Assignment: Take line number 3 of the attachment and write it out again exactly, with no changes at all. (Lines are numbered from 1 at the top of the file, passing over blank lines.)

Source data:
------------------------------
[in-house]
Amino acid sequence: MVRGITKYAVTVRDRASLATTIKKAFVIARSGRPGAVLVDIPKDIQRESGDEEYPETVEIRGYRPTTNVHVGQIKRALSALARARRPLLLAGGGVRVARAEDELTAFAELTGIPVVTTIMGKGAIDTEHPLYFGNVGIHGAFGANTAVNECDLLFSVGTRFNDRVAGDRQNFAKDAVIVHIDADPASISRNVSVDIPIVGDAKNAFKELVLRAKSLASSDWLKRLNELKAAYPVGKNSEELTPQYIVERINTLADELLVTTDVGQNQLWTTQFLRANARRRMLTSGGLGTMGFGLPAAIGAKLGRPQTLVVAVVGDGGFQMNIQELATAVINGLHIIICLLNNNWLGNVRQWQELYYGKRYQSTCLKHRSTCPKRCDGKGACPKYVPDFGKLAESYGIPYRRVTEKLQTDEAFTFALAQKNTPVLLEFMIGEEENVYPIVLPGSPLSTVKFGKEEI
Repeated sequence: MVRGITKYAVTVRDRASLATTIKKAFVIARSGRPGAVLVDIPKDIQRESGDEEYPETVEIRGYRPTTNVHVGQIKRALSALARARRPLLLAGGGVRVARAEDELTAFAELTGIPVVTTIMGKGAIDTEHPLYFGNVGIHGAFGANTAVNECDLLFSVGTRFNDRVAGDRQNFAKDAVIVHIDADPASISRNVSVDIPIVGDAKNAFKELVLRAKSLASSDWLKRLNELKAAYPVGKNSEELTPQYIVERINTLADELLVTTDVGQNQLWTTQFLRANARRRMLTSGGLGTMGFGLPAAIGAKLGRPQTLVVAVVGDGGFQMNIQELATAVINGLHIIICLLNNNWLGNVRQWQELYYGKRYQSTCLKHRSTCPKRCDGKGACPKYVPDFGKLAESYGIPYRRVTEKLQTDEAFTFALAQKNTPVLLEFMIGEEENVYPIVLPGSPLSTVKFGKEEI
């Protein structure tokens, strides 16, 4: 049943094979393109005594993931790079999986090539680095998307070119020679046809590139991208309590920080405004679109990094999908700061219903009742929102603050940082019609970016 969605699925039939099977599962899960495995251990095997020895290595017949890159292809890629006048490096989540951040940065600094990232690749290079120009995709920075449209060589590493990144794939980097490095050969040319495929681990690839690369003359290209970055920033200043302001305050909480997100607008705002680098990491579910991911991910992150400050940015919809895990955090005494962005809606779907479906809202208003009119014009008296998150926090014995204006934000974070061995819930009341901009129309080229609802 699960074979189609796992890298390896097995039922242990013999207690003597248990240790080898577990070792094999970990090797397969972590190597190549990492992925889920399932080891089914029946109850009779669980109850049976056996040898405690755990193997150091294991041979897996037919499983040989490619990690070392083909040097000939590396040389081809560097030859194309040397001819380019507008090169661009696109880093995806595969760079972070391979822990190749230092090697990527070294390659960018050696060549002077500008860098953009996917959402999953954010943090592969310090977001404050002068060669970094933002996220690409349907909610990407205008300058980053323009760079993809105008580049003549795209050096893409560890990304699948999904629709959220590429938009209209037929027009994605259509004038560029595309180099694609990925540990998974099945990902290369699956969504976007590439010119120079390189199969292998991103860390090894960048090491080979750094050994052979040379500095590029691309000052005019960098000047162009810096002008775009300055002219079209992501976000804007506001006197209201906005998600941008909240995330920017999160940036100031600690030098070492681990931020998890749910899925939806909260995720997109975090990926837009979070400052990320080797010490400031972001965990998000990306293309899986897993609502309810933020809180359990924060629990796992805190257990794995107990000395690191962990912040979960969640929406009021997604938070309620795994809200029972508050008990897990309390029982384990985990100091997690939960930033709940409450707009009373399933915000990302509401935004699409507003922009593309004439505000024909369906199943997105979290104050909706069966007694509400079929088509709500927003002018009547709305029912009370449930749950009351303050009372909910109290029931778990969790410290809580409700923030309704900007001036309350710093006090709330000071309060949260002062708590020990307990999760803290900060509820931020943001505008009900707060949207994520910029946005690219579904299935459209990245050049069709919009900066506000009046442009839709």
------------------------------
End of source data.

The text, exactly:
Repeated sequence: MVRGITKYAVTVRDRASLATTIKKAFVIARSGRPGAVLVDIPKDIQRESGDEEYPETVEIRGYRPTTNVHVGQIKRALSALARARRPLLLAGGGVRVARAEDELTAFAELTGIPVVTTIMGKGAIDTEHPLYFGNVGIHGAFGANTAVNECDLLFSVGTRFNDRVAGDRQNFAKDAVIVHIDADPASISRNVSVDIPIVGDAKNAFKELVLRAKSLASSDWLKRLNELKAAYPVGKNSEELTPQYIVERINTLADELLVTTDVGQNQLWTTQFLRANARRRMLTSGGLGTMGFGLPAAIGAKLGRPQTLVVAVVGDGGFQMNIQELATAVINGLHIIICLLNNNWLGNVRQWQELYYGKRYQSTCLKHRSTCPKRCDGKGACPKYVPDFGKLAESYGIPYRRVTEKLQTDEAFTFALAQKNTPVLLEFMIGEEENVYPIVLPGSPLSTVKFGKEEI